16 July 2020
Rationale for the design of 3D‑printable bioresorbable tissue‑engineering chambers to promote the growth of adipose tissue
Reconstruction of adipose tissue defects after surgery (e.g. mastectomy) or trauma remains a major surgical challenge. Numerous tissue-engineering techniques were attempted experimentally. It includes repair methods such as autologous or heterologous fat grafting or also transfer of vascularized adipose tissue from a donor site, also called a fat flap. The limitation of this latter method is that the fat flap requires a sufficient amount of available fat in the donor site, which often leads to deformity at the donor site. Moreover, donor flap sites may not always be available. In order to limit these drawbacks, the fat flap method can be greatly improved when the fat flap is implanted within a tissue-engineering chamber (TEC). A TEC is a surgical device shaped as a hollow dome in which a small volume of fat flap with an independent vascular pedicle is inserted (for recent review1).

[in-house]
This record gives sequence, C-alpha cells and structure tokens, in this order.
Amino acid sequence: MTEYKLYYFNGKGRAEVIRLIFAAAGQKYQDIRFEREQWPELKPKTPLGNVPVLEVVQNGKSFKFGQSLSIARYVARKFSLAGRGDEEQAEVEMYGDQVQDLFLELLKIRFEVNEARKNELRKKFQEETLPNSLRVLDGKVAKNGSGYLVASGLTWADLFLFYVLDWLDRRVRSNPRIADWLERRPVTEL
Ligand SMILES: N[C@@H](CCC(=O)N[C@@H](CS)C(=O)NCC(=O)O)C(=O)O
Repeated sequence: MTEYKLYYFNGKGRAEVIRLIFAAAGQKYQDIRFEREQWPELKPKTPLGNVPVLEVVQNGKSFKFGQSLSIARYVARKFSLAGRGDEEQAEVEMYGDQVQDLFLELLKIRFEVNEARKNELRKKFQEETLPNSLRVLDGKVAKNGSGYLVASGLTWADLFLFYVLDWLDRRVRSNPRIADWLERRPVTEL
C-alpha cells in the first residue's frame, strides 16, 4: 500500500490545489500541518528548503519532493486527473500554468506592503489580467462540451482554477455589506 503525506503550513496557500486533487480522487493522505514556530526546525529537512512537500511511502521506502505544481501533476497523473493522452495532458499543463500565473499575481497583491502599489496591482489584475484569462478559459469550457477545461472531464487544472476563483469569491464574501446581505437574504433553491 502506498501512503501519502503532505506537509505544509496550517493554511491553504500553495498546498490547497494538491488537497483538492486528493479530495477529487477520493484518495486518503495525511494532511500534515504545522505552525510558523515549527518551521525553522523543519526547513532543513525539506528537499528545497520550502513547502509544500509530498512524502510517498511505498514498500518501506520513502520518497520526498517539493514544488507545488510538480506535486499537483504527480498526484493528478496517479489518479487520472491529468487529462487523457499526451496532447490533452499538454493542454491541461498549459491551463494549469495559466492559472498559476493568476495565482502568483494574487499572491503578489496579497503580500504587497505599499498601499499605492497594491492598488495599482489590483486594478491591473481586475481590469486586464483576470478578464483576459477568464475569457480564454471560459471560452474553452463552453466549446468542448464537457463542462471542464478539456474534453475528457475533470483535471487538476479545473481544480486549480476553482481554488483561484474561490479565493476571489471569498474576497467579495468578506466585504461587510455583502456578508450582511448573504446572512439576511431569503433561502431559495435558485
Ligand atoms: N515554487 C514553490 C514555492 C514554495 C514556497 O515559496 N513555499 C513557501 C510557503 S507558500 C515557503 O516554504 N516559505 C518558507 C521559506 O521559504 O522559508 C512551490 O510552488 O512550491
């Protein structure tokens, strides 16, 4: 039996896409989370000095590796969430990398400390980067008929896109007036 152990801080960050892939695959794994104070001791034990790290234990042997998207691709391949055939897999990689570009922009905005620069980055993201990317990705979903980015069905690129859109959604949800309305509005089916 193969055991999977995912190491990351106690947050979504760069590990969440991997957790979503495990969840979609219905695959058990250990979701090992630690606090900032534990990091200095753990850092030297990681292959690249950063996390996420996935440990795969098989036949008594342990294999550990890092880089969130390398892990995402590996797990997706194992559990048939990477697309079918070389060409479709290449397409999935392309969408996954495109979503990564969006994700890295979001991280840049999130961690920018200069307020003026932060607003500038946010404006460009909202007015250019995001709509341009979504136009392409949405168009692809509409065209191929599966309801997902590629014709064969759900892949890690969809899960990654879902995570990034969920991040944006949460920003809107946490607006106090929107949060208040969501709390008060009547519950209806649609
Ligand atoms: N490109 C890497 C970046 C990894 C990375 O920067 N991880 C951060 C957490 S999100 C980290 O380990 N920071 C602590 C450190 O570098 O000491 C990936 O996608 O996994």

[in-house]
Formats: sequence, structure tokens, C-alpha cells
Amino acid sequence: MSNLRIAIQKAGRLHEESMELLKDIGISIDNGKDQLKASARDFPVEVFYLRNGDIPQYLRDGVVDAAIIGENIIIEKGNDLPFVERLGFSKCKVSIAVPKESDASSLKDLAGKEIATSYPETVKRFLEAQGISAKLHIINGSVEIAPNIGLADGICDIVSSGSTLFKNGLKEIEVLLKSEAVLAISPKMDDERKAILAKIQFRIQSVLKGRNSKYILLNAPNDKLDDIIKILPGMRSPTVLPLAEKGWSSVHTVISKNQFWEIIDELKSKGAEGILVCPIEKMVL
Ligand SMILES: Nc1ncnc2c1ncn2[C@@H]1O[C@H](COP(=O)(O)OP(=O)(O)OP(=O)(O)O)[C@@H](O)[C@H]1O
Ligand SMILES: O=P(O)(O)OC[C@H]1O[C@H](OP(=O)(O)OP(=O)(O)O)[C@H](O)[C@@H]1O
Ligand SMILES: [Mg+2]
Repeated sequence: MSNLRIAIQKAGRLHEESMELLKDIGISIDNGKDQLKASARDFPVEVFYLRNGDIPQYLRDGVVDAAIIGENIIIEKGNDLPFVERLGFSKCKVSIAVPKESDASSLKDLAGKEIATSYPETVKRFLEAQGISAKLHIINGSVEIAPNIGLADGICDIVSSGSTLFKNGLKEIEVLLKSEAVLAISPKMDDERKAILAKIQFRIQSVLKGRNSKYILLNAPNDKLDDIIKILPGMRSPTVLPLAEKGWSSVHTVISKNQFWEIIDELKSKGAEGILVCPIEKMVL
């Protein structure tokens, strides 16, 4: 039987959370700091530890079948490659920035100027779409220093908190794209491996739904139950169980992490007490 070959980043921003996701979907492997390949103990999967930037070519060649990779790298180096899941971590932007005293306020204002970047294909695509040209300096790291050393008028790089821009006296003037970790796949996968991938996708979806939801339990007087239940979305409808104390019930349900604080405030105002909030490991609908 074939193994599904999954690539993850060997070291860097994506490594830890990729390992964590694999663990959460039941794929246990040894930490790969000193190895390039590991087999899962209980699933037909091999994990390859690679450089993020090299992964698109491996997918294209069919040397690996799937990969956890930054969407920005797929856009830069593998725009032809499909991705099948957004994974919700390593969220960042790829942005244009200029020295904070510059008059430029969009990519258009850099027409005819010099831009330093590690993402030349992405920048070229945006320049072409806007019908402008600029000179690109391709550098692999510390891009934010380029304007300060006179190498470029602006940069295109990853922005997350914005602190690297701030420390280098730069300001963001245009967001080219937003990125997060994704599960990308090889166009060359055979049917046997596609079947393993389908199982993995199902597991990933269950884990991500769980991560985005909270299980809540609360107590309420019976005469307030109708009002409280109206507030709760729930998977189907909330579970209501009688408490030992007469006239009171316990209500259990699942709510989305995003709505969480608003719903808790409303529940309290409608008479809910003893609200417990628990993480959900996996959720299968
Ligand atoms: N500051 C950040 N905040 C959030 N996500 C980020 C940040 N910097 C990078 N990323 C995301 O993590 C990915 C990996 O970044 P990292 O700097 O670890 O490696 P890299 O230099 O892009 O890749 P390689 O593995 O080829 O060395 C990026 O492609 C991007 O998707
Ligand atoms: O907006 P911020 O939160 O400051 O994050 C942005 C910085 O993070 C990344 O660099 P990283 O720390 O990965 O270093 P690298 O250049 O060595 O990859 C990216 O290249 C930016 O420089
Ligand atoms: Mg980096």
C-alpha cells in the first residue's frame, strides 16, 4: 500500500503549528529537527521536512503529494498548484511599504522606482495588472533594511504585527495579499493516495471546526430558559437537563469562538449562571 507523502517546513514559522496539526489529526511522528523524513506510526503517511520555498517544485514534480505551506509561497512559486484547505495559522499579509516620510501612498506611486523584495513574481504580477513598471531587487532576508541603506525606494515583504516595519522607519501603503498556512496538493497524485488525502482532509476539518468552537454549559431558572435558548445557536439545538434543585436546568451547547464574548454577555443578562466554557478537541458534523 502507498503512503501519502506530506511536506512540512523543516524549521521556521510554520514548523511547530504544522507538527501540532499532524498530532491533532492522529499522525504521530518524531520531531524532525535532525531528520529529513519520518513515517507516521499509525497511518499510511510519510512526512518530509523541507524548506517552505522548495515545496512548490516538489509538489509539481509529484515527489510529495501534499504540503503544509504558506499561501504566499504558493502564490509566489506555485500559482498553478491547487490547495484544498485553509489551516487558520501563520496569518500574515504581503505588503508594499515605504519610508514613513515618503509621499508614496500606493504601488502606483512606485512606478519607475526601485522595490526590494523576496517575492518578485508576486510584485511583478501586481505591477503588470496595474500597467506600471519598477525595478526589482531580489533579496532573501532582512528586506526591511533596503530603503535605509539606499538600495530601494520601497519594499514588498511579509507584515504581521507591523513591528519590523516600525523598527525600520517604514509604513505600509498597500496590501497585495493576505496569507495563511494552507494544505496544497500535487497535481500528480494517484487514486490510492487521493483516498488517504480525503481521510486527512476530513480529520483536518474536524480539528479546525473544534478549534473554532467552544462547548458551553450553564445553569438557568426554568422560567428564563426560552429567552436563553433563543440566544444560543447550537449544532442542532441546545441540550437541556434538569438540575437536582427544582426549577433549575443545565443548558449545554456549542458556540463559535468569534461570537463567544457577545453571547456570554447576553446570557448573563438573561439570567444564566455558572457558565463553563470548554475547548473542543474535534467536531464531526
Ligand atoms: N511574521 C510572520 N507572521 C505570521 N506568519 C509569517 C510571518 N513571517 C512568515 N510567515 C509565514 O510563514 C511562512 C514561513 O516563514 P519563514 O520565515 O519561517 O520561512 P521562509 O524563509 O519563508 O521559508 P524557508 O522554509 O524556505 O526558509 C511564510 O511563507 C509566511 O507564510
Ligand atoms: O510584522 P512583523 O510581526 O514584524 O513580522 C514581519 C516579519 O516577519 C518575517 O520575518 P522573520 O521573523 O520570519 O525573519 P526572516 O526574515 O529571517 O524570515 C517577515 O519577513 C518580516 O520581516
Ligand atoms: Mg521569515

The in vivo TEC creates an uncollapsible space that allows the body’s own regenerative mechanisms to increase the volume of fat flaps, without added factors, cells or matrices, by stimulating adipose-derived stem cells differentiation and the proliferation of adipose precursor cells2. In comparison to the fat flap method, adding a relatively simplistic device such at the TEC lowers the amount of fat tissue harvested and therefore defects at the donor site. A TEC coordinates all the complex mechanisms that promote adipose tissue generation. The TEC implantation triggers surgical trauma and a foreign body reaction resulting in an acute sterile inflammation, which mimics the wound healing process. This early inflammatory stage (within 15 days post implantation)2 corresponds to a transient response of the body against the TEC and is characterized by an infiltration of macrophages and stem cells as well as local release of inflammatory and angiogenic factors.
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